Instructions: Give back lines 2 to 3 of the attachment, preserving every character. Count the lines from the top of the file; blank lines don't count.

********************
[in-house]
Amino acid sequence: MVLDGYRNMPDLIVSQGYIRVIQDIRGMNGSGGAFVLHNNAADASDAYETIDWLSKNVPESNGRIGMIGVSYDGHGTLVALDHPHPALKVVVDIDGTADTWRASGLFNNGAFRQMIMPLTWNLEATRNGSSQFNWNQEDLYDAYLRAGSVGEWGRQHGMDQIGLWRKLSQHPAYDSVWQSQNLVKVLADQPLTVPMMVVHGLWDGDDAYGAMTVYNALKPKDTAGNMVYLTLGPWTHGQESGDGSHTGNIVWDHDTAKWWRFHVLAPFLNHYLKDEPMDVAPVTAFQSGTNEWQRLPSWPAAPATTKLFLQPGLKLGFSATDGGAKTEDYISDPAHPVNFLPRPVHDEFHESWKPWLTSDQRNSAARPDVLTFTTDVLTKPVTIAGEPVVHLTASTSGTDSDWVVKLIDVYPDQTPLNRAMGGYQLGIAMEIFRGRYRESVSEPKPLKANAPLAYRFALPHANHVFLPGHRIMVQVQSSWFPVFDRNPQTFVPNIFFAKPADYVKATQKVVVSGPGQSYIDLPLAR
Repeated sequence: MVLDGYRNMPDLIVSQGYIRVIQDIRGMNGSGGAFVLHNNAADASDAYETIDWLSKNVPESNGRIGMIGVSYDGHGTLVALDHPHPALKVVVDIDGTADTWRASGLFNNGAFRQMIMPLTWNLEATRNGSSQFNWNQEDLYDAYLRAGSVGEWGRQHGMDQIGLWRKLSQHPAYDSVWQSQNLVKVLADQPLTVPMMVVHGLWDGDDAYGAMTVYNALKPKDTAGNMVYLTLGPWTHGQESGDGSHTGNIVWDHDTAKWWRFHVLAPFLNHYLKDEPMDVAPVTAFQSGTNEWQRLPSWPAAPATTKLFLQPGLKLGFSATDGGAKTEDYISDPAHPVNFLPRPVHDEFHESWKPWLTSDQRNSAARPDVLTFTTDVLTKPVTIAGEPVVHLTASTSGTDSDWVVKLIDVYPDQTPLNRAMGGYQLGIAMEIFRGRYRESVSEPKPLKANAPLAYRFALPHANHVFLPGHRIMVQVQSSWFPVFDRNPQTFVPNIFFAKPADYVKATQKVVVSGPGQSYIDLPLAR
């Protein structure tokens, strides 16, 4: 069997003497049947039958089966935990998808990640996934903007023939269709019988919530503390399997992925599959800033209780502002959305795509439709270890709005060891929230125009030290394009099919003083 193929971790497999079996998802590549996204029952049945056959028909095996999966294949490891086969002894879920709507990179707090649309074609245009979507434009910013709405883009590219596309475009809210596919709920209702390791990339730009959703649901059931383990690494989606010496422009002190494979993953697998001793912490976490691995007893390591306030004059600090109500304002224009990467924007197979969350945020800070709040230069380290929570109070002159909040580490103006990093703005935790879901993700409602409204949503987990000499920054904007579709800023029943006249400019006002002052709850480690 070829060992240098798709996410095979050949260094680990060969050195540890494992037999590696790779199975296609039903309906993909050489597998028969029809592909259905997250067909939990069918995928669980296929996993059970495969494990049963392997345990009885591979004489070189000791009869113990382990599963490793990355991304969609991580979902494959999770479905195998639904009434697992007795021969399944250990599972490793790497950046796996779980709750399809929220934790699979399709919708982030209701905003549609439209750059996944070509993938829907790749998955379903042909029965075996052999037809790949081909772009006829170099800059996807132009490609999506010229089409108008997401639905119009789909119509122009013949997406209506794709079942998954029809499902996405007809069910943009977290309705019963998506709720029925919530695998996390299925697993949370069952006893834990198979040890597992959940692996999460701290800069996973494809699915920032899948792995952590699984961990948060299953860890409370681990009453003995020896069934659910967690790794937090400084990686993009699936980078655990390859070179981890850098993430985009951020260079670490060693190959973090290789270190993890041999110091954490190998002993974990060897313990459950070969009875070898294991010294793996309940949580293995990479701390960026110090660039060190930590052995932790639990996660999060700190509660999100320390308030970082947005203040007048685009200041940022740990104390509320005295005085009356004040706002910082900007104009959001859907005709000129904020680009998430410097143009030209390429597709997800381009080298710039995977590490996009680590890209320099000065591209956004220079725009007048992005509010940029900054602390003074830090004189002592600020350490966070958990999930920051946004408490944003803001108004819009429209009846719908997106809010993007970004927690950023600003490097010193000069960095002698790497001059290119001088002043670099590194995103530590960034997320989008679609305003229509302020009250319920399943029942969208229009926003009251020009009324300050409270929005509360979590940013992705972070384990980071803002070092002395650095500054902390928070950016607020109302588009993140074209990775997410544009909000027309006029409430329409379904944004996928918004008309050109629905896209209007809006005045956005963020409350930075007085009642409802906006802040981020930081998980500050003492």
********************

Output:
Amino acid sequence: MVLDGYRNMPDLIVSQGYIRVIQDIRGMNGSGGAFVLHNNAADASDAYETIDWLSKNVPESNGRIGMIGVSYDGHGTLVALDHPHPALKVVVDIDGTADTWRASGLFNNGAFRQMIMPLTWNLEATRNGSSQFNWNQEDLYDAYLRAGSVGEWGRQHGMDQIGLWRKLSQHPAYDSVWQSQNLVKVLADQPLTVPMMVVHGLWDGDDAYGAMTVYNALKPKDTAGNMVYLTLGPWTHGQESGDGSHTGNIVWDHDTAKWWRFHVLAPFLNHYLKDEPMDVAPVTAFQSGTNEWQRLPSWPAAPATTKLFLQPGLKLGFSATDGGAKTEDYISDPAHPVNFLPRPVHDEFHESWKPWLTSDQRNSAARPDVLTFTTDVLTKPVTIAGEPVVHLTASTSGTDSDWVVKLIDVYPDQTPLNRAMGGYQLGIAMEIFRGRYRESVSEPKPLKANAPLAYRFALPHANHVFLPGHRIMVQVQSSWFPVFDRNPQTFVPNIFFAKPADYVKATQKVVVSGPGQSYIDLPLAR
Repeated sequence: MVLDGYRNMPDLIVSQGYIRVIQDIRGMNGSGGAFVLHNNAADASDAYETIDWLSKNVPESNGRIGMIGVSYDGHGTLVALDHPHPALKVVVDIDGTADTWRASGLFNNGAFRQMIMPLTWNLEATRNGSSQFNWNQEDLYDAYLRAGSVGEWGRQHGMDQIGLWRKLSQHPAYDSVWQSQNLVKVLADQPLTVPMMVVHGLWDGDDAYGAMTVYNALKPKDTAGNMVYLTLGPWTHGQESGDGSHTGNIVWDHDTAKWWRFHVLAPFLNHYLKDEPMDVAPVTAFQSGTNEWQRLPSWPAAPATTKLFLQPGLKLGFSATDGGAKTEDYISDPAHPVNFLPRPVHDEFHESWKPWLTSDQRNSAARPDVLTFTTDVLTKPVTIAGEPVVHLTASTSGTDSDWVVKLIDVYPDQTPLNRAMGGYQLGIAMEIFRGRYRESVSEPKPLKANAPLAYRFALPHANHVFLPGHRIMVQVQSSWFPVFDRNPQTFVPNIFFAKPADYVKATQKVVVSGPGQSYIDLPLAR